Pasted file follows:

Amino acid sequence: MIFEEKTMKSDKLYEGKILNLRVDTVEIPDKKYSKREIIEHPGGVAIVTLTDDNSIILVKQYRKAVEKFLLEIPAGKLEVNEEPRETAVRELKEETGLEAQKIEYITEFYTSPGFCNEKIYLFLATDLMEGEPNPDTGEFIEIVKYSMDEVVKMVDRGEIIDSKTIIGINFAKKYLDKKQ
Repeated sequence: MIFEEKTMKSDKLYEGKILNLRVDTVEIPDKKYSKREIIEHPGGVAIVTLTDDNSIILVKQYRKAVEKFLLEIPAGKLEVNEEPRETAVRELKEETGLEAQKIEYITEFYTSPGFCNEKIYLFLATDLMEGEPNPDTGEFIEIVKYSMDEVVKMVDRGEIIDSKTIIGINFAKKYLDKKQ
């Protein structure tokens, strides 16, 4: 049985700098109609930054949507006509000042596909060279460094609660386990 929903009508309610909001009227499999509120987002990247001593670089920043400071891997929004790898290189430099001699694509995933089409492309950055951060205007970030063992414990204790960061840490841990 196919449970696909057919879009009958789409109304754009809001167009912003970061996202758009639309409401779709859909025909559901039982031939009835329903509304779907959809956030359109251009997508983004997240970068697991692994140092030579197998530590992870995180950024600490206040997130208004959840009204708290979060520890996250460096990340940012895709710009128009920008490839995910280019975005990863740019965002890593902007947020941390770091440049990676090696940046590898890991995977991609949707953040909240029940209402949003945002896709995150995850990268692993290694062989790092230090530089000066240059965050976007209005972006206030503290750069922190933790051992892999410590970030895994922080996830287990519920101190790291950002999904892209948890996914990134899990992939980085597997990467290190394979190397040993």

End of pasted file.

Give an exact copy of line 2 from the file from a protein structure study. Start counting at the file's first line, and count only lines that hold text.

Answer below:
Repeated sequence: MIFEEKTMKSDKLYEGKILNLRVDTVEIPDKKYSKREIIEHPGGVAIVTLTDDNSIILVKQYRKAVEKFLLEIPAGKLEVNEEPRETAVRELKEETGLEAQKIEYITEFYTSPGFCNEKIYLFLATDLMEGEPNPDTGEFIEIVKYSMDEVVKMVDRGEIIDSKTIIGINFAKKYLDKKQ